Muse explained: “Every parole case is entirely different and you have to look at them differently. One of the common questions asked is, ‘He got parole and has a similar offense doing the same number of years as my son, so why won’t you let him go?’ But we have to look at them differently – there aren’t two offenses that are exactly the same – one type of murder may occur because of a drug deal gone bad and the other an execution style robbery – even if they have the same sentence, they are still very different. We also have to take into consideration when the crime occurred – a 16- or 17-year-old would be considered differently than someone older because of their age when committed.”

Muse explained how the parole board also examines things the offender was involved with while in prison and if they took advantage of each opportunity they had, such as work, religion, or schooling. Disciplinary issues while incarcerated are also considered – did they cause staff a hard time, did they obey the rules? “If you can’t behave in prison, why would we expect you to behave when you are on the street,” Muse remarked. The Board also looked at factors associated with release – supportive family, housing, under what circumstances will they live (in same neighborhood), will they continue with addiction treatment if needed, among others?  “All of these things are taken into consideration – and more really. All of these factors contribute to why each case is treated individually.

The Board does not personally interview the prisoner or confer with the prisoner’s counselor and only allows one member of the Board to meet with a family member or other representative.  In over 70 percent of other states, however, Board panels carry out inmate interviews. Under the Board procedures currently followed, “some parole eligible inmates are serving longer terms than some non-parole inmates convicted of the same crime and sentenced under the state’s post 1995 sentencing guidelines” Many believe that the Board’s behaviors are inconsistent with the original intention of the General Assembly, through retroactively abolishing parole for prisoners who came in before 1995. Continue reading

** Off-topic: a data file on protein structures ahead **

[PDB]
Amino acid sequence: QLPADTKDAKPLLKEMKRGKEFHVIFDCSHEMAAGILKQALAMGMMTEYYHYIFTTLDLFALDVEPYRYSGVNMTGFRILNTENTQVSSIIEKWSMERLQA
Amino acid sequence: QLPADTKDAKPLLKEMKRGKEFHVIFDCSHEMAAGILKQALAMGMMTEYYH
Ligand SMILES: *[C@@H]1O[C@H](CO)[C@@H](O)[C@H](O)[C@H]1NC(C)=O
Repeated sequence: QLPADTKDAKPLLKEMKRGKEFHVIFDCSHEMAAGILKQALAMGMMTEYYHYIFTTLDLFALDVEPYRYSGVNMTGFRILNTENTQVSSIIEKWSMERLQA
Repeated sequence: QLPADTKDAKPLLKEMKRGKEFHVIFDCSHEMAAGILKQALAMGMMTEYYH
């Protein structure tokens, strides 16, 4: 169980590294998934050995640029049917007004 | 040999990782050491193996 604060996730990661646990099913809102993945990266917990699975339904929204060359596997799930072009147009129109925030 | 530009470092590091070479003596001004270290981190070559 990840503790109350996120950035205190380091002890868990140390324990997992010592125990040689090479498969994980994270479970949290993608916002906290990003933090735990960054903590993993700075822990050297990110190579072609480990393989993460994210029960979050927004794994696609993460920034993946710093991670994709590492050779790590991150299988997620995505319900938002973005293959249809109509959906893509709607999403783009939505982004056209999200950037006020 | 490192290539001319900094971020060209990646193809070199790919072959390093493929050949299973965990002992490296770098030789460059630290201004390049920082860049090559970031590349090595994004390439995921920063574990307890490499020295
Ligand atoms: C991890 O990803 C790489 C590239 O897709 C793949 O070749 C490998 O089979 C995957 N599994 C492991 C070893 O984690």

Carbon Cuts: Why PJM Has a Better Idea

pjm-region-1024x657By Peter Galuszka

Amidst all the gnashing of teeth in Virginia about complying with proposed federal carbon dioxide rules, there seems to be one very large part of the debate that’s missing.

Several recent analytical reports explore using regional, carbon marketplaces to help comply with proposed federal Clean Power Plan rules that would cut carbon emissions by 2030. They conclude that the carbon goals can be attained more cheaply and efficiently by using a regional approach.

The lead study is by the PJM Interconnection, a grid that involves all or parts of 13 states including most of Virginia. Its March 2 report states that “state by state compliance options – compared to regional compliance options – likely would result in higher compliance costs for most PJM states because there are fewer low-cost options available within state boundaries than across the entire region.”

The same conclusion was made by another report by the Washington-based consulting firm Analysis Group on March 16. It states: “PJM’s analysis of compliance options demonstrates that regional, market-based approaches can meet Clean Power Plan goals across PJM states at lowest cost, with retirements likely spread out over a number of years.”